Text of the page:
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Safety cache


durkal
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I went on my first search today

 

I went on my first search today, and was directed to the Northern bank of the Murray River at Tocumwal NSW.

I followed the directions to the letter, 3rd tree from old bridge toward the new bridge. Unfortunately the "cache"was hidden under a rock that was one of hundreds dropped in place to prevent erosion.

 

I was directed 3 m down this 40 deg bank of rocks, I gingerly got my self down to approximately where the cache was supposed to be, when a rock I was standing on rolled causing me to lose my footing. I spun around fell backwards and got a nasty knock on the head, and numerous bruises. I was unfit to continue the search and moved on. 2 hours later I discovered I had lost my wallet. Back we went again and my wife found the wallet where I fell.

 

My plea is to be very aware of how safe the surroundings and site that you place the cache.

 

I have abandoned this search and would like to warn others about this one, you could break you arms, legs, or worse. This first adventure taught me "safety" comes first.

Edited by durkal
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Wow another Aussie.not only that in NSW to. Anyway you will probably find many caches like that, most times in the description its will give you imformation about the terrain especially if its not geokid friendly, we have one around my area where ones on the edge of a cliff, many times walking around to the bottom and back up again to find it, i have found with most gps'susually about 10mtrs out at bad times so getting the location can be difficult especially with caches like yours. I believe the person placing the cache should warm other about the dangers as in your case, broken bones etc :) but good luck don't give up and try again at a later date.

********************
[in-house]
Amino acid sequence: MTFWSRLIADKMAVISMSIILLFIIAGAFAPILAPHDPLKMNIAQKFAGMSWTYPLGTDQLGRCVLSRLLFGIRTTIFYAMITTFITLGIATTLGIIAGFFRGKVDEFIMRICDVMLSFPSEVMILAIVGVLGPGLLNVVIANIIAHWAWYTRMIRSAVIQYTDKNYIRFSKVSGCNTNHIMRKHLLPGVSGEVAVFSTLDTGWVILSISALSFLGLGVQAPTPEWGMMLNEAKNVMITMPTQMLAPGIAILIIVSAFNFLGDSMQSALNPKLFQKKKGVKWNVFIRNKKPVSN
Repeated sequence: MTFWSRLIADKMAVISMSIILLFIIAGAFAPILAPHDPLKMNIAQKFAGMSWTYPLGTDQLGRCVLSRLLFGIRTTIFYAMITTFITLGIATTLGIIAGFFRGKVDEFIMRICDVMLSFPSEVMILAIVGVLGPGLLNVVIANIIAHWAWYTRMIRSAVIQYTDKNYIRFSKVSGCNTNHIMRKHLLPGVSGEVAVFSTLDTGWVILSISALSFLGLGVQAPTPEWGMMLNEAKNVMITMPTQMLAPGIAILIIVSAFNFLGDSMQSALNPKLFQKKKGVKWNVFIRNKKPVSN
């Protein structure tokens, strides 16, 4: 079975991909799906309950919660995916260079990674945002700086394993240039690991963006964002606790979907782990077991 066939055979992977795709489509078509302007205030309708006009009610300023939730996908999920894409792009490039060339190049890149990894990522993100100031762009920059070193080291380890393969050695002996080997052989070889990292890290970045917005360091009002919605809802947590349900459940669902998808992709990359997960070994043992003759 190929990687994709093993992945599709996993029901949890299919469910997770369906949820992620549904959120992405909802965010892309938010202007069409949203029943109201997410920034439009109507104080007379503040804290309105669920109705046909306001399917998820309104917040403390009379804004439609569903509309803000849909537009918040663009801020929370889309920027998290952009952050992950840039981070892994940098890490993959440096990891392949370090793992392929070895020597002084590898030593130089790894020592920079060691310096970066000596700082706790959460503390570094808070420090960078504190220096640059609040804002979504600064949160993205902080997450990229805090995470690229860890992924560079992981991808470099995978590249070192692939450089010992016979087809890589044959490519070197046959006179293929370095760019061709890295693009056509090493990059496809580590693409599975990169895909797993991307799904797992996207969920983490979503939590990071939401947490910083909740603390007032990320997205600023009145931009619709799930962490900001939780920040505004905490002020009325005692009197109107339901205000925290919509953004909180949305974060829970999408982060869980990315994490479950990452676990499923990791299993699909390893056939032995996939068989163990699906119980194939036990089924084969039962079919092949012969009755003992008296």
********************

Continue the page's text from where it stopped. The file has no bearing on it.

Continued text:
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I went on my first search today

 

I went on my first search today, and was directed to the Northern bank of the Murray River at Tocumwal NSW.

I followed the directions to the letter, 3rd tree from old bridge toward the new bridge. Unfortunately the "cache"was hidden under a rock that was one of hundreds dropped in place to prevent erosion.

 

I was directed 3 m down this 40 deg bank of rocks, I gingerly got my self down to approximately where the cache was supposed to be, when a rock I was standing on rolled causing me to lose my footing. I spun around fell backwards and got a nasty knock on the head, and numerous bruises. I was unfit to continue the search and moved on. 2 hours later I discovered I had lost my wallet. Back we went again and my wife found the wallet where I fell.

 

My plea is to be very aware of how safe the surroundings and site that you place the cache.

 

I have abandoned this search and would like to warn others about this one, you could break you arms, legs, or worse. This first adventure taught me "safety" comes first.

 

Could you please post the GC number? Did you post a DNF?

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Sorry to hear that you got hurt. I would say that if you arrive at a cache location and don't feel the location is safe (for whatever reason), you should just move on to the next one and log a DNF (if desired). The perceived safety level and the degree of the physical challenge required to retrieve the cache is in the eye of the beholder. So my plea would be "to be very aware of how safe the surroundings and site that you search for the cache."

Edited by Motorcycle_Mama
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Sorry to hear that you got hurt. I would say that if you arrive at a cache location and don't feel the location is safe (for whatever reason), you should just move on to the next one and log a DNF (if desired). The perceived safety level and the degree of the physical challenge required to retrieve the cache is in the eye of the beholder. So my plea would be "to be very aware of how safe the surroundings and site that you search for the cache."